· 198 words · 1 minute read


Four-in-a-row or Connect-Four is a popular children’s game, where players in turns insert ‘coins’ into a contraption and try to connect their color coins in a row (check Wikipedia for the exact rules). As the game is quite simple, I implemented it on an Arduino to create the first ever* Four-in-a-rowbot!

The Four-in-rowbot can play against humans through a connected computer-interface or with implementations on another Arduino. The latter approach is what I had in mind; other programmers can try to compete with the implementation I created.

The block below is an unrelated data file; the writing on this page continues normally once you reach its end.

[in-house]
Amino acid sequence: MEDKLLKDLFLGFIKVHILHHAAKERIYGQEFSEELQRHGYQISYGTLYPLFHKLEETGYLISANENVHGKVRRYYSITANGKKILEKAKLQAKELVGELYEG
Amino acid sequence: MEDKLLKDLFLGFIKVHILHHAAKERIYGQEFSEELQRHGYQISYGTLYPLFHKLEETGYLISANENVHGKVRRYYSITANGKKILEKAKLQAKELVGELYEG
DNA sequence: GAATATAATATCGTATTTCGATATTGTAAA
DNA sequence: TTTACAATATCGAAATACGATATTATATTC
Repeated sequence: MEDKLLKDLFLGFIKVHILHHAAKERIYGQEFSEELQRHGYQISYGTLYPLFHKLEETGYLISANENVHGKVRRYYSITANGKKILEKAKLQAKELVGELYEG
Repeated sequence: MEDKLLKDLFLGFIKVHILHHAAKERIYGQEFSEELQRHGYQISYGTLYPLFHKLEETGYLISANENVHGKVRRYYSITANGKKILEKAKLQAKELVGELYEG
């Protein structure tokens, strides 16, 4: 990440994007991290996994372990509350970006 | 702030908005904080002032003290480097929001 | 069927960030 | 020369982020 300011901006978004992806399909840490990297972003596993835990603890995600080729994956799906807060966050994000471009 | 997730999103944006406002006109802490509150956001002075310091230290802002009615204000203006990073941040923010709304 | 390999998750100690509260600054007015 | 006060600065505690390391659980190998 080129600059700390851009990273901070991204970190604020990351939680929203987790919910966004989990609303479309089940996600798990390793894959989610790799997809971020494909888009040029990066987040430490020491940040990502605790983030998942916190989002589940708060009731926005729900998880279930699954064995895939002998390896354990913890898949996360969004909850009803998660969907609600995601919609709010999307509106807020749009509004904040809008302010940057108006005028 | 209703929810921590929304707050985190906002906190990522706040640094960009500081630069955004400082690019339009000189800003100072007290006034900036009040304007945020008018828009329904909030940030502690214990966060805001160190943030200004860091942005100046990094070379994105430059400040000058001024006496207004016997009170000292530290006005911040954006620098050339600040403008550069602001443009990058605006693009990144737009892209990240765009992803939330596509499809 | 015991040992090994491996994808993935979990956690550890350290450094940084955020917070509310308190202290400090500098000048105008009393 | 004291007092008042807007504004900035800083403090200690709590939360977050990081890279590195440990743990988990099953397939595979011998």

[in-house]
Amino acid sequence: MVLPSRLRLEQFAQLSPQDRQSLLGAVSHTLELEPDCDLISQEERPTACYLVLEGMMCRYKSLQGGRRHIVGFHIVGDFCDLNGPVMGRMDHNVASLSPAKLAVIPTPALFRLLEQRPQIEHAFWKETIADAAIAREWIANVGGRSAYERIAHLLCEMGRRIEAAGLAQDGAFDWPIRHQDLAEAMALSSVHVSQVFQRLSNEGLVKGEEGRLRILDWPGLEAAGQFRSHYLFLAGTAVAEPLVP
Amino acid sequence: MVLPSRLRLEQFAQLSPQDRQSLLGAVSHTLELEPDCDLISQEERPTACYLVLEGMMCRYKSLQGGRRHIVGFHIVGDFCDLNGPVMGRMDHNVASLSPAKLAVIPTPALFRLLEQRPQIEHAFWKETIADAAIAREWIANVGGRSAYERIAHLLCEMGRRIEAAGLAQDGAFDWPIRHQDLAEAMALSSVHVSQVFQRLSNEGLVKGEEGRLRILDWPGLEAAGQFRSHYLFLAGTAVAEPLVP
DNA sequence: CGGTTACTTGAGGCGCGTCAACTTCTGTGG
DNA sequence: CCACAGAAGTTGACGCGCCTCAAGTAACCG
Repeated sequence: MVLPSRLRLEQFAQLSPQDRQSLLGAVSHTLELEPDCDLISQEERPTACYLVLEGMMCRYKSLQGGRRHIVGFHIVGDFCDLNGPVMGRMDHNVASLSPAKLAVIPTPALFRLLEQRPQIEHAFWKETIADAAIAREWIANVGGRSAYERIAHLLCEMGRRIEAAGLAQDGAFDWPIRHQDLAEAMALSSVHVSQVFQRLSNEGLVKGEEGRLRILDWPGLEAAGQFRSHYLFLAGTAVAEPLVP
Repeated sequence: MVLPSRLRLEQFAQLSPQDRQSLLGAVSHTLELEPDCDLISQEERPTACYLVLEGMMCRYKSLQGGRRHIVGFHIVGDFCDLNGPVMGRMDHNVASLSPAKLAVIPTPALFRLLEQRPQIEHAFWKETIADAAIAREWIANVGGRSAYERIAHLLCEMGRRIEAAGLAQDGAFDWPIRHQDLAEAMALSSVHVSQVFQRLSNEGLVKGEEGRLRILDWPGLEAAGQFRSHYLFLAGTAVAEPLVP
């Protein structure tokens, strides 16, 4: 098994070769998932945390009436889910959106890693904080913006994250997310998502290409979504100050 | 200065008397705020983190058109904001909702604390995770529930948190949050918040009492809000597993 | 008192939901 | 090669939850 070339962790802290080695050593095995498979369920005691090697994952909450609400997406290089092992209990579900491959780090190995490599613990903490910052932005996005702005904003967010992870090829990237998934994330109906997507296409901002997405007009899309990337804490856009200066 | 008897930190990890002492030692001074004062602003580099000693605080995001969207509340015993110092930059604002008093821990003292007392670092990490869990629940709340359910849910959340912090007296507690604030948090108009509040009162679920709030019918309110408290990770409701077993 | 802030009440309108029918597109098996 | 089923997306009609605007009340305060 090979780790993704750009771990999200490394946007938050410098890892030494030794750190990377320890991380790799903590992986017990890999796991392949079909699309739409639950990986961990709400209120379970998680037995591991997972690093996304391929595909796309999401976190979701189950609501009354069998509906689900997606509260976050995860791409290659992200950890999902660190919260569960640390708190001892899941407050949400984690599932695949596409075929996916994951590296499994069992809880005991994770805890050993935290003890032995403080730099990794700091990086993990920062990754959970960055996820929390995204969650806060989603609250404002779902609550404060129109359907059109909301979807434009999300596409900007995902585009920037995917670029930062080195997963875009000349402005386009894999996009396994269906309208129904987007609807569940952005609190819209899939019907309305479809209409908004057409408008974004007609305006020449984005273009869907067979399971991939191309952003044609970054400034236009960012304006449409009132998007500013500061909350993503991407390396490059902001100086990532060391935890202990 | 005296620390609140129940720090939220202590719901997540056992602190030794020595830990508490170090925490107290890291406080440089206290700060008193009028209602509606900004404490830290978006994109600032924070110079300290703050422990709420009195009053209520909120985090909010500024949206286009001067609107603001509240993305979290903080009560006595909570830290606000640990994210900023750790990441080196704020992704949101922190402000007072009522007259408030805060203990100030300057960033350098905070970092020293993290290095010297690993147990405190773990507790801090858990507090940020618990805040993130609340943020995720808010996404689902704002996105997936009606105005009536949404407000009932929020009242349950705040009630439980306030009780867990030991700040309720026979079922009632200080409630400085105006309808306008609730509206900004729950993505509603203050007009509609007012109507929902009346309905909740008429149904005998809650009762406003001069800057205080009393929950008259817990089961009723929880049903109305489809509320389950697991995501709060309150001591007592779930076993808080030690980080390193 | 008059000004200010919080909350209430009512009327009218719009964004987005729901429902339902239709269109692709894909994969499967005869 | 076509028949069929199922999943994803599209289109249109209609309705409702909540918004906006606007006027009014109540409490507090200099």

I chose the game Four-in-a-row because it is a simple turn-by-turn game, which still has some interesting game dynamics (you have to calculate a couple of steps ahead). The game had to be implementable in Arduino’s limited memory and at the same time not be completely trivial.

To help fellow-programmers, I provided a base-implementation with networking code they could use to extend and then use to ‘battle’ against my implementation. The intended competition never happened, but I did learn a bit more about Four-in-a-row’s optimal playing styles and Arduino’s RX/TX protocol.

If you’d like to experiment, you can download the Arduino-code.

Also, my Four-in-a-rowbot could beat Daniel’s implementation ;)

*I guess

A four-in-a-row bot